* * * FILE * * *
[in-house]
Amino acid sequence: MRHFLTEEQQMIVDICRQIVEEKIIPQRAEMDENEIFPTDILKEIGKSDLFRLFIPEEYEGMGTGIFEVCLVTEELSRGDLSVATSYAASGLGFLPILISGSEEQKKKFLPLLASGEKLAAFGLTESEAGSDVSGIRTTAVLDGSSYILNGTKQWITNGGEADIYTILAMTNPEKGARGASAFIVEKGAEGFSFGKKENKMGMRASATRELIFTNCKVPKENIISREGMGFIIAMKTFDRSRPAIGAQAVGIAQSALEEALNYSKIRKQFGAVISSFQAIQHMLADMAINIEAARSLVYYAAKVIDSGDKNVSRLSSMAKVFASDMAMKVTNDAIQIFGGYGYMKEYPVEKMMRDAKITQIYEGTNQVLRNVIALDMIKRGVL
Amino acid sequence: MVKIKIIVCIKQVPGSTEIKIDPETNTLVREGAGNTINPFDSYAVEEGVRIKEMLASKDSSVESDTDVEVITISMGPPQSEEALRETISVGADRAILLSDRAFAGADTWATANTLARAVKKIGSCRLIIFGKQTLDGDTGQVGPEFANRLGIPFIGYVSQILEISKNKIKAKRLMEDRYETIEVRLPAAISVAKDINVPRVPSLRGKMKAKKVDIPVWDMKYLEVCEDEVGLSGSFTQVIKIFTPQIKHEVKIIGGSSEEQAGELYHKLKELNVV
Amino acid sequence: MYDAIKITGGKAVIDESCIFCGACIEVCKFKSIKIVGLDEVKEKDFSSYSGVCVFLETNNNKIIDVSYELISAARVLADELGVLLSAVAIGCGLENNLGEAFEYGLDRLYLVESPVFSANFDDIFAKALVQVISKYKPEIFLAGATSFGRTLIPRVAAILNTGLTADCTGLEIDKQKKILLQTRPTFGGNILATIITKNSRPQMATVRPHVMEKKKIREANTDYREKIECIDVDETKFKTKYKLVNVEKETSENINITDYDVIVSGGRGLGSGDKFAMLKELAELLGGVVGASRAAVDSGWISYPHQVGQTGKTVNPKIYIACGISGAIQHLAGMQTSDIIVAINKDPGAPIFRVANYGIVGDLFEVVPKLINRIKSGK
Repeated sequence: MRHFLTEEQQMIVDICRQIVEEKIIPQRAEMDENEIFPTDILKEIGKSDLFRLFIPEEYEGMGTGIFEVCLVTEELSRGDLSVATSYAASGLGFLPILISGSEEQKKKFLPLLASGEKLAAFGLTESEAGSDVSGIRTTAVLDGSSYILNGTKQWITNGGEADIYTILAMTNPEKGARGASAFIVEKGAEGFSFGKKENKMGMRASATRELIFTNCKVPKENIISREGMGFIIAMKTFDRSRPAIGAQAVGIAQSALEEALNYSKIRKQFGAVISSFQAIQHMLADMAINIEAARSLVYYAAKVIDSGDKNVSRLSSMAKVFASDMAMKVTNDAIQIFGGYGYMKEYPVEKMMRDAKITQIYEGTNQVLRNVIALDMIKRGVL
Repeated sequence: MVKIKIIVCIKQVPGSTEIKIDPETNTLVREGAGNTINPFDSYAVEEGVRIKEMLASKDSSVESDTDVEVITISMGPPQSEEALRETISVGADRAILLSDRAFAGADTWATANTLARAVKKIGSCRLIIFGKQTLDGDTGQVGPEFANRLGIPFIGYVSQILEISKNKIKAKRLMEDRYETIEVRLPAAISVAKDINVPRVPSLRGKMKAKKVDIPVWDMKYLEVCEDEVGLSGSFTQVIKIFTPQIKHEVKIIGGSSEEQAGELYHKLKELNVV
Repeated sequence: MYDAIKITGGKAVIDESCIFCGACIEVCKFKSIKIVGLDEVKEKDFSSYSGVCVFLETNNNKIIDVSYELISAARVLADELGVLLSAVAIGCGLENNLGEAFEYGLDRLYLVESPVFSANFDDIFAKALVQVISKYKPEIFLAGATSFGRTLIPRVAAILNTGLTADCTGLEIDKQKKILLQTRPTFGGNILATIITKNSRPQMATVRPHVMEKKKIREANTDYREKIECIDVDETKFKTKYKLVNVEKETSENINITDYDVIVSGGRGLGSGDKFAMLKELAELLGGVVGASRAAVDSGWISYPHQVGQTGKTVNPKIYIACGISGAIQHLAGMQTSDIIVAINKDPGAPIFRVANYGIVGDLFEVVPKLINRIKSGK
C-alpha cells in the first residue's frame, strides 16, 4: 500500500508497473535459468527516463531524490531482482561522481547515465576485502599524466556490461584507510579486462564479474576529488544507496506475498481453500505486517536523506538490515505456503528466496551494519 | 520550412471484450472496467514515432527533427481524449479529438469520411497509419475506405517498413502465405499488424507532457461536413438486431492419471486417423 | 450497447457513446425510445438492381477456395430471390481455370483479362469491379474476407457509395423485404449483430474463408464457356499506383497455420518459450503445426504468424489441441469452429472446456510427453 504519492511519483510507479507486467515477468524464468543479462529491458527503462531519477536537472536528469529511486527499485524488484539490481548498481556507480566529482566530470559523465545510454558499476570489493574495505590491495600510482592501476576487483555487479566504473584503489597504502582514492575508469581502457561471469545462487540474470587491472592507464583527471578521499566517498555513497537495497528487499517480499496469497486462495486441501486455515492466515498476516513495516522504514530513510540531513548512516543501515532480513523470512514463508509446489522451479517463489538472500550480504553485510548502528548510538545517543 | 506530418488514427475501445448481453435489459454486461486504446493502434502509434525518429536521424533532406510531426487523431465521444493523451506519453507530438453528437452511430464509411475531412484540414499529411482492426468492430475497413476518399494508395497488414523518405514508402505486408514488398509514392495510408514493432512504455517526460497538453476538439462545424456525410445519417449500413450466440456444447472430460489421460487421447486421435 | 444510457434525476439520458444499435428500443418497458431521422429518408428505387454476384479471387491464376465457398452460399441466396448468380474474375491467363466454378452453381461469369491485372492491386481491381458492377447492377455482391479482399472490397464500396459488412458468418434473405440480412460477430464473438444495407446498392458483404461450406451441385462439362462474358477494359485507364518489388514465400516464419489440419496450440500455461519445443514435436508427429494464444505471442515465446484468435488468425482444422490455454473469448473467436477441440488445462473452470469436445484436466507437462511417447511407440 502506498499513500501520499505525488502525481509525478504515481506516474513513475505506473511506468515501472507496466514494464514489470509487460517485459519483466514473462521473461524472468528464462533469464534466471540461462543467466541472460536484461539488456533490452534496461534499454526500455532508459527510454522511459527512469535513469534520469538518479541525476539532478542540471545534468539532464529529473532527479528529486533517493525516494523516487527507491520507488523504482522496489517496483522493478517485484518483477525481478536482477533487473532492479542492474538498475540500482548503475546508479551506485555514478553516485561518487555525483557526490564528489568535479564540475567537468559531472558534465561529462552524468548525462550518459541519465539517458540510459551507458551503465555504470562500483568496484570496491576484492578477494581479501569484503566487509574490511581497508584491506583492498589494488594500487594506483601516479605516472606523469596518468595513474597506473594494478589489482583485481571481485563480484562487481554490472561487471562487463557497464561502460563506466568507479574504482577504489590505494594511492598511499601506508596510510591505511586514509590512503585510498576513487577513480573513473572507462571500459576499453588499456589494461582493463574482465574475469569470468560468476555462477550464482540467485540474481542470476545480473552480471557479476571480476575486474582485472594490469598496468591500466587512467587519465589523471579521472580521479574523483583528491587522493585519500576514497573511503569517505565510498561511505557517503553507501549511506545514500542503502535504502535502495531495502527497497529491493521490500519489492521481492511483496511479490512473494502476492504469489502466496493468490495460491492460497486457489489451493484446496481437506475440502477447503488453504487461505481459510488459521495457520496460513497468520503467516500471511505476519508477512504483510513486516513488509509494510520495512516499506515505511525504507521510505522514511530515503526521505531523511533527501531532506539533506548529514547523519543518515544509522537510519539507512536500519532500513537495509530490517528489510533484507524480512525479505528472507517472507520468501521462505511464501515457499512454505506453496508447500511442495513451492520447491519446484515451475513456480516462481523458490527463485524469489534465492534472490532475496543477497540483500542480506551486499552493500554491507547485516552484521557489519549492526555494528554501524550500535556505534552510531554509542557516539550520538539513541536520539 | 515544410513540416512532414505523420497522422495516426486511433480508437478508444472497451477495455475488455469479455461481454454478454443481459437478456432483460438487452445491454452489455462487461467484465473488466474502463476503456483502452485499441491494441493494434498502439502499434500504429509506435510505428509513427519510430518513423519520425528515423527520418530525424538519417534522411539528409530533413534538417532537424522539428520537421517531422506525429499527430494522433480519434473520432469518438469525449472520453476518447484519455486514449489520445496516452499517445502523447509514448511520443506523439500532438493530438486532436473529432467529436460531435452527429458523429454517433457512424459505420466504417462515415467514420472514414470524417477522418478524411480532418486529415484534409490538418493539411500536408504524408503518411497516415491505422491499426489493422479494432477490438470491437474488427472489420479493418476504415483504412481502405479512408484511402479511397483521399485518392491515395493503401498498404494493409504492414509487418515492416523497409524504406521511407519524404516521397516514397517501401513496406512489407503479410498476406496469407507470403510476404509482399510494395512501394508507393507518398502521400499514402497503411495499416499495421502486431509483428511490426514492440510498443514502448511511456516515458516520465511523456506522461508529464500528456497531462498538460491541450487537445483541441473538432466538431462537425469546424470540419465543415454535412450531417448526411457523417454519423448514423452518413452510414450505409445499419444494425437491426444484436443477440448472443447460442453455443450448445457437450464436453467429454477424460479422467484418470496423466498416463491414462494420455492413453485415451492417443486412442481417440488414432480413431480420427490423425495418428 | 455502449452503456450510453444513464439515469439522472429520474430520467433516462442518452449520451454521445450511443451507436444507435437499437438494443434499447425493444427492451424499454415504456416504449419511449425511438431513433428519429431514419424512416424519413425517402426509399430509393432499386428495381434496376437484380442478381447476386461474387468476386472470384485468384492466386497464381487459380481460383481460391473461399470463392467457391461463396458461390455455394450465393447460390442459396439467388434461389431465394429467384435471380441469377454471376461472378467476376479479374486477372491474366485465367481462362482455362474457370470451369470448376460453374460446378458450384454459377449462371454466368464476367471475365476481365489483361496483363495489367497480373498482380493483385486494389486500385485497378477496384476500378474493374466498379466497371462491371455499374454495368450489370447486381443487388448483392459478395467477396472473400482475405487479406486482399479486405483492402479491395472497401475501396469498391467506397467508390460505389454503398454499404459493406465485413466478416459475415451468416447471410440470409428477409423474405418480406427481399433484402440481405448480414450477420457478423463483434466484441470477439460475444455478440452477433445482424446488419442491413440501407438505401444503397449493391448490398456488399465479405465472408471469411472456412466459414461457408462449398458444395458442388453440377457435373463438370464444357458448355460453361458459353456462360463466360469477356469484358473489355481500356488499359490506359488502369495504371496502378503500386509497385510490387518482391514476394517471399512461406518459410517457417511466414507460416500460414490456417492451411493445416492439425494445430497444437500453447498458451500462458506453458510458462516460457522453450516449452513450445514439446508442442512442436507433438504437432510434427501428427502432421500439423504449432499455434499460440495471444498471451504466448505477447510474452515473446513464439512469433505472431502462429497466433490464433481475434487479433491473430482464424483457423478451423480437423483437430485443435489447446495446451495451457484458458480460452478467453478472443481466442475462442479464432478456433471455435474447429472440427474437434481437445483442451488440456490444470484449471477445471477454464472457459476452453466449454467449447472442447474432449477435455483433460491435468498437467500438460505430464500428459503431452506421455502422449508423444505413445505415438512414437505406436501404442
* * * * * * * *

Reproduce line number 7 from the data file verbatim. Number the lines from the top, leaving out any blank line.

Repeated sequence: MYDAIKITGGKAVIDESCIFCGACIEVCKFKSIKIVGLDEVKEKDFSSYSGVCVFLETNNNKIIDVSYELISAARVLADELGVLLSAVAIGCGLENNLGEAFEYGLDRLYLVESPVFSANFDDIFAKALVQVISKYKPEIFLAGATSFGRTLIPRVAAILNTGLTADCTGLEIDKQKKILLQTRPTFGGNILATIITKNSRPQMATVRPHVMEKKKIREANTDYREKIECIDVDETKFKTKYKLVNVEKETSENINITDYDVIVSGGRGLGSGDKFAMLKELAELLGGVVGASRAAVDSGWISYPHQVGQTGKTVNPKIYIACGISGAIQHLAGMQTSDIIVAINKDPGAPIFRVANYGIVGDLFEVVPKLINRIKSGK